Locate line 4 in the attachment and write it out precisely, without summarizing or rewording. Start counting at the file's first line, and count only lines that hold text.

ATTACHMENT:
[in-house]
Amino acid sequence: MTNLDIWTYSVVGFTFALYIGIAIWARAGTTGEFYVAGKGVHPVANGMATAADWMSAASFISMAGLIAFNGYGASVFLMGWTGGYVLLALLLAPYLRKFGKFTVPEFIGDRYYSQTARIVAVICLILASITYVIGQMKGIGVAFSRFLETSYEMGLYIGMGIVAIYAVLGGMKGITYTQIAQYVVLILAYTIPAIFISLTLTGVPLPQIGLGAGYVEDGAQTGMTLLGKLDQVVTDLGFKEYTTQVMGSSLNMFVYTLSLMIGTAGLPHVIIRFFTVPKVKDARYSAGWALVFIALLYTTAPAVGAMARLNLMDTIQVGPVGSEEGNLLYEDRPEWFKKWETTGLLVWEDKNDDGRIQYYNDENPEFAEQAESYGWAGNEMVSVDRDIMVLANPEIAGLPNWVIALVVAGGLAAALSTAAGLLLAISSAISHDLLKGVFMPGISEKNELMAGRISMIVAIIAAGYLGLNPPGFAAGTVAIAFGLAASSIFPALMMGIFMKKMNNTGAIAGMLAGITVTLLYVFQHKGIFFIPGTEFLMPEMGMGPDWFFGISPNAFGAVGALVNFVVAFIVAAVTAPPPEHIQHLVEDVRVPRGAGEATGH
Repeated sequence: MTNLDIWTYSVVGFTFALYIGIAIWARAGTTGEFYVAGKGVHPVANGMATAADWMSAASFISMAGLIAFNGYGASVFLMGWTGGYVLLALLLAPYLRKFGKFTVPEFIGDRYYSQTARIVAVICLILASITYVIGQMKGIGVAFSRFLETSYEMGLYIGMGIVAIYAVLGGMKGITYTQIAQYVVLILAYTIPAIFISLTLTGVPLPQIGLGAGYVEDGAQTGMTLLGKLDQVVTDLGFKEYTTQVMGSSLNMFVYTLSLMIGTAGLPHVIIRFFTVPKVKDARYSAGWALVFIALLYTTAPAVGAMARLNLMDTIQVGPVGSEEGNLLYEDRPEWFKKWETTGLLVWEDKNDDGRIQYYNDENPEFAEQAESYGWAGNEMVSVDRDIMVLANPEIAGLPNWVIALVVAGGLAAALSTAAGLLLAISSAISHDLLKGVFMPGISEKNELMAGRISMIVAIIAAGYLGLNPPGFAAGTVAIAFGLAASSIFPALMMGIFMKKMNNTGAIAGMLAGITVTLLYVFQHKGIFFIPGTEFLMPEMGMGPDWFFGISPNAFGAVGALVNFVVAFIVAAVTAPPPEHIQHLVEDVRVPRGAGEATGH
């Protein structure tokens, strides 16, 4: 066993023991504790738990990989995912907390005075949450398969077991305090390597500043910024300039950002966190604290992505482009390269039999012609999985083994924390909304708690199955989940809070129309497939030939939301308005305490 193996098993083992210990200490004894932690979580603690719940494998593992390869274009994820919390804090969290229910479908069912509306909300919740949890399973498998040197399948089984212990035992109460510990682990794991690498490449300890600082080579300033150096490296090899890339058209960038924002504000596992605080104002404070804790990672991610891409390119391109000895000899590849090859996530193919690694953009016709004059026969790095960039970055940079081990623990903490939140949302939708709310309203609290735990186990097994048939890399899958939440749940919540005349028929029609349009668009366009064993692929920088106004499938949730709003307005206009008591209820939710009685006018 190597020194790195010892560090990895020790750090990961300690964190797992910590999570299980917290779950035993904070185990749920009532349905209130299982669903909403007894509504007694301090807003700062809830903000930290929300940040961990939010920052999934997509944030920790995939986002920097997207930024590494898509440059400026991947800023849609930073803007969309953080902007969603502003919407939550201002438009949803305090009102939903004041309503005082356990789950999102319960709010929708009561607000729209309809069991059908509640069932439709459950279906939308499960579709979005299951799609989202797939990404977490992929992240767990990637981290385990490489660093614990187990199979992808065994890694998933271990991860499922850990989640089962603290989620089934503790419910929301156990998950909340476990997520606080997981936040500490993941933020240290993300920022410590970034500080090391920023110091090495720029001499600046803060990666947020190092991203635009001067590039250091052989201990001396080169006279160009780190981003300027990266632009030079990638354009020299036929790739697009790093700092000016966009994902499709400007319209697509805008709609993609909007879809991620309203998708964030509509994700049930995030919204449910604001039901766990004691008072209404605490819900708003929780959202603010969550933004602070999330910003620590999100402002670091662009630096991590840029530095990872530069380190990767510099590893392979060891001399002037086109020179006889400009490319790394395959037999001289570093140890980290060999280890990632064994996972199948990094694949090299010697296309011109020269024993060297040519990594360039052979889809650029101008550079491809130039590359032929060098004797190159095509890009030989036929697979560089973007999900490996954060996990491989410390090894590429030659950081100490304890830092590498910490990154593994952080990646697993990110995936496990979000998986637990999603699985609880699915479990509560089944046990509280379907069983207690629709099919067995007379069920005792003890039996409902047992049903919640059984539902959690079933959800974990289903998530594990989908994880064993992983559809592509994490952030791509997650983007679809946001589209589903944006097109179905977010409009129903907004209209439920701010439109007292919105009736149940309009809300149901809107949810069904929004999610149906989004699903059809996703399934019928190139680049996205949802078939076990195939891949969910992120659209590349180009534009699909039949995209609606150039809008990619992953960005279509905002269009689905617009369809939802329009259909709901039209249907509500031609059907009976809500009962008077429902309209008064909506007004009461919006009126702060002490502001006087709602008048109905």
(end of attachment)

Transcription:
């Protein structure tokens, strides 16, 4: 066993023991504790738990990989995912907390005075949450398969077991305090390597500043910024300039950002966190604290992505482009390269039999012609999985083994924390909304708690199955989940809070129309497939030939939301308005305490 193996098993083992210990200490004894932690979580603690719940494998593992390869274009994820919390804090969290229910479908069912509306909300919740949890399973498998040197399948089984212990035992109460510990682990794991690498490449300890600082080579300033150096490296090899890339058209960038924002504000596992605080104002404070804790990672991610891409390119391109000895000899590849090859996530193919690694953009016709004059026969790095960039970055940079081990623990903490939140949302939708709310309203609290735990186990097994048939890399899958939440749940919540005349028929029609349009668009366009064993692929920088106004499938949730709003307005206009008591209820939710009685006018 190597020194790195010892560090990895020790750090990961300690964190797992910590999570299980917290779950035993904070185990749920009532349905209130299982669903909403007894509504007694301090807003700062809830903000930290929300940040961990939010920052999934997509944030920790995939986002920097997207930024590494898509440059400026991947800023849609930073803007969309953080902007969603502003919407939550201002438009949803305090009102939903004041309503005082356990789950999102319960709010929708009561607000729209309809069991059908509640069932439709459950279906939308499960579709979005299951799609989202797939990404977490992929992240767990990637981290385990490489660093614990187990199979992808065994890694998933271990991860499922850990989640089962603290989620089934503790419910929301156990998950909340476990997520606080997981936040500490993941933020240290993300920022410590970034500080090391920023110091090495720029001499600046803060990666947020190092991203635009001067590039250091052989201990001396080169006279160009780190981003300027990266632009030079990638354009020299036929790739697009790093700092000016966009994902499709400007319209697509805008709609993609909007879809991620309203998708964030509509994700049930995030919204449910604001039901766990004691008072209404605490819900708003929780959202603010969550933004602070999330910003620590999100402002670091662009630096991590840029530095990872530069380190990767510099590893392979060891001399002037086109020179006889400009490319790394395959037999001289570093140890980290060999280890990632064994996972199948990094694949090299010697296309011109020269024993060297040519990594360039052979889809650029101008550079491809130039590359032929060098004797190159095509890009030989036929697979560089973007999900490996954060996990491989410390090894590429030659950081100490304890830092590498910490990154593994952080990646697993990110995936496990979000998986637990999603699985609880699915479990509560089944046990509280379907069983207690629709099919067995007379069920005792003890039996409902047992049903919640059984539902959690079933959800974990289903998530594990989908994880064993992983559809592509994490952030791509997650983007679809946001589209589903944006097109179905977010409009129903907004209209439920701010439109007292919105009736149940309009809300149901809107949810069904929004999610149906989004699903059809996703399934019928190139680049996205949802078939076990195939891949969910992120659209590349180009534009699909039949995209609606150039809008990619992953960005279509905002269009689905617009369809939802329009259909709901039209249907509500031609059907009976809500009962008077429902309209008064909506007004009461919006009126702060002490502001006087709602008048109905």